Four central and local government agencies have been censured by the Control Yuan after it found that lax management of a Taiwanese fishing boat led to an international incident that undermined the nation’s reputation.
Control Yuan members Wang Mei-yu (王美玉) and Wang Yu-ling (王幼玲) on Thursday released an investigative report into the incident, in which the Fuh Sheng No. 11, a Kaohsiung-based deep-sea fishing vessel, was detained in South Africa last year.
The report blamed the Council of Agriculture (COA) and its Fisheries Agency, as well as Kaohsiung’s bureaus of marine and labor affairs, for the way that the Fuh Sheng was allowed to operate, particularly in relation to its treatment of foreign crew members.
Photo: Chung Li-hua, Taipei Times
The members said that the council and the Fisheries Agency had gone through the motions, failing to determine the facts or respond adequately when the Fuh Sheng was targeted by the International Labour Organization (ILO) after a complaint was filed by Indonesian fishermen last year.
The Fuh Sheng was detained in Cape Town on May 17 for contravening the UN’s 2007 Work in Fishing Convention, following complaints by Indonesian crew members to the local Indonesian consulate about onboard working conditions.
The vessel was the first in the world to be detained for such a reason, tarnishing Taiwan’s image, the report said.
After the ship was detained, two inspectors from the South African Maritime Safety Authority identified a long list of problems, including “lack of documentation, poor accommodation, insufficient food for fishers, and poor safety and health conditions onboard,” the ILO said at the time.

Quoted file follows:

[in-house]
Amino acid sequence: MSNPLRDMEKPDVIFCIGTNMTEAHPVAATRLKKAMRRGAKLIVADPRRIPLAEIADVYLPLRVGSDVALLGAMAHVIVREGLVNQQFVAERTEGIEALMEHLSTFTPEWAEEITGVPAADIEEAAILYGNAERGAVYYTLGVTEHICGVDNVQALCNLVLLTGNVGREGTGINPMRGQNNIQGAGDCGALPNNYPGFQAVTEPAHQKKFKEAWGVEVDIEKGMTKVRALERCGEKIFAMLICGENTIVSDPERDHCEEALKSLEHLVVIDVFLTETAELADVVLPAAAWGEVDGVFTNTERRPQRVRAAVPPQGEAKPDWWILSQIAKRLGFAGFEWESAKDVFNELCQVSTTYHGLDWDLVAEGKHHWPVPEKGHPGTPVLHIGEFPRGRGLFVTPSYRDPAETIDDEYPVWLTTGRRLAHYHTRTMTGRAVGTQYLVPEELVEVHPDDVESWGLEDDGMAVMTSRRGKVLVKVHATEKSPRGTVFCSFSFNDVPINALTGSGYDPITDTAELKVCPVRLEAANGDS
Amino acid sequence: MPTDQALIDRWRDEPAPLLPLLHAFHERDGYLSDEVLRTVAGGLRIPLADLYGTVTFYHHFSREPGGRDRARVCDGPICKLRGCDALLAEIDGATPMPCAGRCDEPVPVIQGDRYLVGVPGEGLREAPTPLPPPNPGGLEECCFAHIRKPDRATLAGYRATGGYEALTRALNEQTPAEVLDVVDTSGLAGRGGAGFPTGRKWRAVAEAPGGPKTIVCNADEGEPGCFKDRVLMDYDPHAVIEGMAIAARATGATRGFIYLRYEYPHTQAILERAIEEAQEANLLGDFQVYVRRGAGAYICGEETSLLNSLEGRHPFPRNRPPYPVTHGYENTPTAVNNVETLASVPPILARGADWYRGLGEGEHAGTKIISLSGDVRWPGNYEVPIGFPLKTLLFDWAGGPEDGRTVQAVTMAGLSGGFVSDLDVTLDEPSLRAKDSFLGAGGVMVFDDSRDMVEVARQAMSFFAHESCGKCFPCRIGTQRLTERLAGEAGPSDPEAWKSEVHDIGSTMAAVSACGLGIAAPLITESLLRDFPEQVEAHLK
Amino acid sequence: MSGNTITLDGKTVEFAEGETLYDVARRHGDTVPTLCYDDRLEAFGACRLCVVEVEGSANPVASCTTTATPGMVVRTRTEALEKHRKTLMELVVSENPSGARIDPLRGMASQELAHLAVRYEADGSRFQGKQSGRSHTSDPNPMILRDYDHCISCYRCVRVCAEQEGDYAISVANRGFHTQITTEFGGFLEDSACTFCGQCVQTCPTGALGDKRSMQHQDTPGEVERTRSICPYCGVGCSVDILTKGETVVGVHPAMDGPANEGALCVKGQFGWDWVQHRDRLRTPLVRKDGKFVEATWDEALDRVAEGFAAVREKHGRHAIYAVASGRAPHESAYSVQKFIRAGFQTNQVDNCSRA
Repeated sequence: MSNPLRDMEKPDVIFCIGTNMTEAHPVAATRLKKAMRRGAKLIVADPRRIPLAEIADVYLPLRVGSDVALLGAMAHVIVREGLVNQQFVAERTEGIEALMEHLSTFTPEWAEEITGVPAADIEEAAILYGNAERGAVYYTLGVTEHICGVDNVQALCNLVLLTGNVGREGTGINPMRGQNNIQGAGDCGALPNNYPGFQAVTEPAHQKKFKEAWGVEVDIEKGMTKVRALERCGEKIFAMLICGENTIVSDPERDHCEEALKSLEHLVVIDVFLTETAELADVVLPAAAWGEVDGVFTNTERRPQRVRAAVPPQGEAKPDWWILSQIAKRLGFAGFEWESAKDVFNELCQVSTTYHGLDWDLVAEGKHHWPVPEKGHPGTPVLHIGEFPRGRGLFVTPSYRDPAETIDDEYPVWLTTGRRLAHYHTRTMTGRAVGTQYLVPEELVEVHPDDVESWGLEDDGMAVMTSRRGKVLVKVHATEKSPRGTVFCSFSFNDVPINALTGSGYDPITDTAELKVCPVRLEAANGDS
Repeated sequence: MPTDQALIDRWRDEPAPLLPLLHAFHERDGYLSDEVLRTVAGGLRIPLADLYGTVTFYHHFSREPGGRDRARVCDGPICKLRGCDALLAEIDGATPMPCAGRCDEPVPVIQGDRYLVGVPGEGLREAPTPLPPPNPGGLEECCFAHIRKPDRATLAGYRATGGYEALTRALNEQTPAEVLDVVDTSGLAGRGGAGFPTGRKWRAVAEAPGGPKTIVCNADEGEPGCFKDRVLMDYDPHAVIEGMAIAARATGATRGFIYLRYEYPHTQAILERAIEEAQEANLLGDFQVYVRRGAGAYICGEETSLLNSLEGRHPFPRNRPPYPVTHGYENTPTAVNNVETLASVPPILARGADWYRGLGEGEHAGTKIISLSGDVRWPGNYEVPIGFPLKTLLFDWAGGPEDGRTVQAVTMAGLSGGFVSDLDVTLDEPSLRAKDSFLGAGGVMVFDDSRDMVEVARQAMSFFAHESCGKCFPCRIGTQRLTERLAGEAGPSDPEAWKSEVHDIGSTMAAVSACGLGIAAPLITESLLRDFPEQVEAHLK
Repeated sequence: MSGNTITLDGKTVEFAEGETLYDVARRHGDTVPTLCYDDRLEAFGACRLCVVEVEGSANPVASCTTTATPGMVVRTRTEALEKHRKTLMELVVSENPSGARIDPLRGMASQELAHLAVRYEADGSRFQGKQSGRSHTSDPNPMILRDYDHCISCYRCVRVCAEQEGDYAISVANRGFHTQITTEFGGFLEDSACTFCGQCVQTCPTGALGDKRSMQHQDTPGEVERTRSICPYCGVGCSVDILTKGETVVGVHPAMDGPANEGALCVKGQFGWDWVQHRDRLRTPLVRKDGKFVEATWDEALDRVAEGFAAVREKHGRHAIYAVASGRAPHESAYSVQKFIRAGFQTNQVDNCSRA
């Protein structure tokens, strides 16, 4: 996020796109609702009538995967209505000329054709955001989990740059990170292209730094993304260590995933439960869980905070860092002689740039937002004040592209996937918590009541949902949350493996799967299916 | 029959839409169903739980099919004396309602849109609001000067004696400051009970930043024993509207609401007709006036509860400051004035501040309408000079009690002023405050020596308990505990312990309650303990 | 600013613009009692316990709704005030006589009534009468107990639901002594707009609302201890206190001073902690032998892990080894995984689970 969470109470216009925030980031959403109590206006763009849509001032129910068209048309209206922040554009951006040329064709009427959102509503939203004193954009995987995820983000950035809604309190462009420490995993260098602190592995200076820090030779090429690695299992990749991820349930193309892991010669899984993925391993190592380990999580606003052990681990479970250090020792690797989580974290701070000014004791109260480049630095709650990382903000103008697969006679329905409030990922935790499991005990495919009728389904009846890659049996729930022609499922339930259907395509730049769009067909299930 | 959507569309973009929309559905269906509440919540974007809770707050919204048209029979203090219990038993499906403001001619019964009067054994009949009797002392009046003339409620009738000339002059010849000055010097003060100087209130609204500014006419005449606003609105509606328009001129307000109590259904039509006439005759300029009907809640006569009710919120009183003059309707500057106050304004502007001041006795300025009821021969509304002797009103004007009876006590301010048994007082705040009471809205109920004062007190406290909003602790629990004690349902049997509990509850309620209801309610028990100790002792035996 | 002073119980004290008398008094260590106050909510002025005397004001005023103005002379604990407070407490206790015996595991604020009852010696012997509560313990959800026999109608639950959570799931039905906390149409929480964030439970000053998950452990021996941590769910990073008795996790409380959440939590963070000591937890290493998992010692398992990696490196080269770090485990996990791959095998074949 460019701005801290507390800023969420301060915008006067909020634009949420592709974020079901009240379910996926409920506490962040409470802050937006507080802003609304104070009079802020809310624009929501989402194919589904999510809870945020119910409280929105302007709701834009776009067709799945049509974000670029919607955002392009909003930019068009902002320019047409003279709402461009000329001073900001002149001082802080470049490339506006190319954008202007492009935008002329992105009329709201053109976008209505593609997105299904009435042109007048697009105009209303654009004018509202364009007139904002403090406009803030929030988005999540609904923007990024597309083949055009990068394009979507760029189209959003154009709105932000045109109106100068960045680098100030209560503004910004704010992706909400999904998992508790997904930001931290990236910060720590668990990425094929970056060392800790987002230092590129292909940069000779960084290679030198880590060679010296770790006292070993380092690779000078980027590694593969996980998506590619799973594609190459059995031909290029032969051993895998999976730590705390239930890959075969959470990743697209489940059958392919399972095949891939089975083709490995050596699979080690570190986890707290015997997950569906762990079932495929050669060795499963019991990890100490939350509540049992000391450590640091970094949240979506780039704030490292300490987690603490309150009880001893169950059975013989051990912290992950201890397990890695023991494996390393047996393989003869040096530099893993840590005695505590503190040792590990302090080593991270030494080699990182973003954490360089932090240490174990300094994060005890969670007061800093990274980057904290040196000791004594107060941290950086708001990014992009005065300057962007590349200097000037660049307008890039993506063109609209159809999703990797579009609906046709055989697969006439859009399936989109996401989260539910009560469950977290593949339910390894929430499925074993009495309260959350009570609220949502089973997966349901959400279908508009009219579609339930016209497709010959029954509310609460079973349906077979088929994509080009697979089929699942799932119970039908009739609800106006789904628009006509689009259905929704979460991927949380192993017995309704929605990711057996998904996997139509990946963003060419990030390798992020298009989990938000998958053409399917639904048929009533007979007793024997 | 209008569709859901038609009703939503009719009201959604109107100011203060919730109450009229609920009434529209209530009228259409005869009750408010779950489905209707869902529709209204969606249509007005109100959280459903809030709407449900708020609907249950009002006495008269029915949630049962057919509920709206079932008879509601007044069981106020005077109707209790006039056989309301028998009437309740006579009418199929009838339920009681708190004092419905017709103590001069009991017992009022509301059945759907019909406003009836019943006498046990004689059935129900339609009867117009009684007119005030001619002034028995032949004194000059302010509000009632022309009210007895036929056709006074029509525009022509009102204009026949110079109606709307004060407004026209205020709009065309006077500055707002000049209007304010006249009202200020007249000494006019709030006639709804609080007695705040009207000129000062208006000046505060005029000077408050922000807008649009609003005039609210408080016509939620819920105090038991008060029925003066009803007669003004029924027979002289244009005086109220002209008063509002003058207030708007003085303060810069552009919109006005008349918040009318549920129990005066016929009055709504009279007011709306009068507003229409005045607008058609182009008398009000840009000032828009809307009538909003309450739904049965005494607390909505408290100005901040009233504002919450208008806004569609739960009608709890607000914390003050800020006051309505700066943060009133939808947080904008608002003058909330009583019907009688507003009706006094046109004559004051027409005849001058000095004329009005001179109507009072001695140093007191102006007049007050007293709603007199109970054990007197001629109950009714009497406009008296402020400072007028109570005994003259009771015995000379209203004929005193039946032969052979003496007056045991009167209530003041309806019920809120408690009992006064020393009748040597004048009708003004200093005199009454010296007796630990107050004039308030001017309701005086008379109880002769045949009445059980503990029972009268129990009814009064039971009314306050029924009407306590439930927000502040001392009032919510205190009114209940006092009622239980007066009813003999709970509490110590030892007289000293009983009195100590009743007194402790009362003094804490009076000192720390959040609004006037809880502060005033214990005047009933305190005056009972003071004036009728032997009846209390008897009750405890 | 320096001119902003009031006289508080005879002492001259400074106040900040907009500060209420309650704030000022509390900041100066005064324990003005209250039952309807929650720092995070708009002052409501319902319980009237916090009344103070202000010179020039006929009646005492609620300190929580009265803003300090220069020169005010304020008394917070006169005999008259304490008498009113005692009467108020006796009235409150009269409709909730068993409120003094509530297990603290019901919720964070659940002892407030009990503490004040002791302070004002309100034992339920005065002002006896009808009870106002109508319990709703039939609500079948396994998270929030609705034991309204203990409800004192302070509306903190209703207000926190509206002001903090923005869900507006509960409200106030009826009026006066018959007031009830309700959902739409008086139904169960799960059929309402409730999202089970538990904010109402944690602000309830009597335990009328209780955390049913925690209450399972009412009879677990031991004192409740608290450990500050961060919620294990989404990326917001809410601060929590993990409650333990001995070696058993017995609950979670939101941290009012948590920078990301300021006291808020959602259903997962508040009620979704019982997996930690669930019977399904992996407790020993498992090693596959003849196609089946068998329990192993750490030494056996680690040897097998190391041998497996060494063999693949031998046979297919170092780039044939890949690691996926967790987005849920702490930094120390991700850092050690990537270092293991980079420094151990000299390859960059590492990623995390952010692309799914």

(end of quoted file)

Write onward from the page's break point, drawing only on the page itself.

“Only two of the crew members had work agreements and there was not even a crew list,” the ILO said, adding that the crew complained of having to pull in catches by hand and carry heavy loads to the fish storage facility, while some said that they wanted to leave the vessel.
The ship’s owner was required to address the problems identified by the inspection, which was carried out under the provisions of the convention.
The convention, which took effect in November 2017, seeks to protect the 38 million workers in the industry worldwide, the ILO said.
Wang Mei-yu, who is posted in Cape Town, interviewed Indonesian and Myanmar crew members from the Fuh Sheng on May 25 last year.
However, interviews with Burmese crew members were aborted, while those with Indonesian fishers were conducted with the help of translation apps, as the COA official failed to source interpreters.
The interviews were not held one-on-one as required, which reflected lax management on the part of the COA, Wang Mei-yu said.
The investigation uncovered a host of problems that included monthly wages of less than US$450, a lack of clean water and insufficient sleep time for the crew, all in contravention of Taiwanese law, she said, adding that another COA official was guilty of dereliction of duty for failing to promptly handle the matter.
The lax approach resulted in the July 17 ILO report on the case, which seriously tarnished Taiwan’s image, she said.
Two officials at Kaohsiung’s maritime and labor affairs bureaus were also found to have mismanaged foreign fishers’ employment contracts, because the Fuh Sheng had a foreign crew member as captain rather than a Taiwanese when sailing from Mauritius to Taiwan, Wang Mei-yu said.
After a detailed investigation following the vessel’s return to Taiwan at the end of July last year, the ship’s owner on Nov. 28 was fined NT$3.75 million (US$121,132) for abusing foreign crew and catching protected sharks.
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